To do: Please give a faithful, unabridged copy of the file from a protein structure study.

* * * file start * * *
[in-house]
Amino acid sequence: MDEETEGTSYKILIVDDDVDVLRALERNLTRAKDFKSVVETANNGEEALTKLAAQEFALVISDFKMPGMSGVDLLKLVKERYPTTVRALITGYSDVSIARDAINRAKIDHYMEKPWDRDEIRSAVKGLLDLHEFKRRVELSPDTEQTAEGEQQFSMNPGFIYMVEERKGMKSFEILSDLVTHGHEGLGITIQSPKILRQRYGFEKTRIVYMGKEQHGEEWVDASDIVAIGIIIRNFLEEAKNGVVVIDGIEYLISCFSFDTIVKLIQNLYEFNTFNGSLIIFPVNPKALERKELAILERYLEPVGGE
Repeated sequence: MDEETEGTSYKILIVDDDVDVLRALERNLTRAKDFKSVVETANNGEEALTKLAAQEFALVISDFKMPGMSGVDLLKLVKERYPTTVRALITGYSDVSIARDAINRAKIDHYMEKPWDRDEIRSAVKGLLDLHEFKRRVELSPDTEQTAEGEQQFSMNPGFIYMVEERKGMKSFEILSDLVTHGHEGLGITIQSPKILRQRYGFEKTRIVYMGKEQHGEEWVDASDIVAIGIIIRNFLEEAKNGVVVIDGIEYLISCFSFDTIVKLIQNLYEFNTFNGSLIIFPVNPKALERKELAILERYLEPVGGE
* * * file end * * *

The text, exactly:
[in-house]
Amino acid sequence: MDEETEGTSYKILIVDDDVDVLRALERNLTRAKDFKSVVETANNGEEALTKLAAQEFALVISDFKMPGMSGVDLLKLVKERYPTTVRALITGYSDVSIARDAINRAKIDHYMEKPWDRDEIRSAVKGLLDLHEFKRRVELSPDTEQTAEGEQQFSMNPGFIYMVEERKGMKSFEILSDLVTHGHEGLGITIQSPKILRQRYGFEKTRIVYMGKEQHGEEWVDASDIVAIGIIIRNFLEEAKNGVVVIDGIEYLISCFSFDTIVKLIQNLYEFNTFNGSLIIFPVNPKALERKELAILERYLEPVGGE
Repeated sequence: MDEETEGTSYKILIVDDDVDVLRALERNLTRAKDFKSVVETANNGEEALTKLAAQEFALVISDFKMPGMSGVDLLKLVKERYPTTVRALITGYSDVSIARDAINRAKIDHYMEKPWDRDEIRSAVKGLLDLHEFKRRVELSPDTEQTAEGEQQFSMNPGFIYMVEERKGMKSFEILSDLVTHGHEGLGITIQSPKILRQRYGFEKTRIVYMGKEQHGEEWVDASDIVAIGIIIRNFLEEAKNGVVVIDGIEYLISCFSFDTIVKLIQNLYEFNTFNGSLIIFPVNPKALERKELAILERYLEPVGGE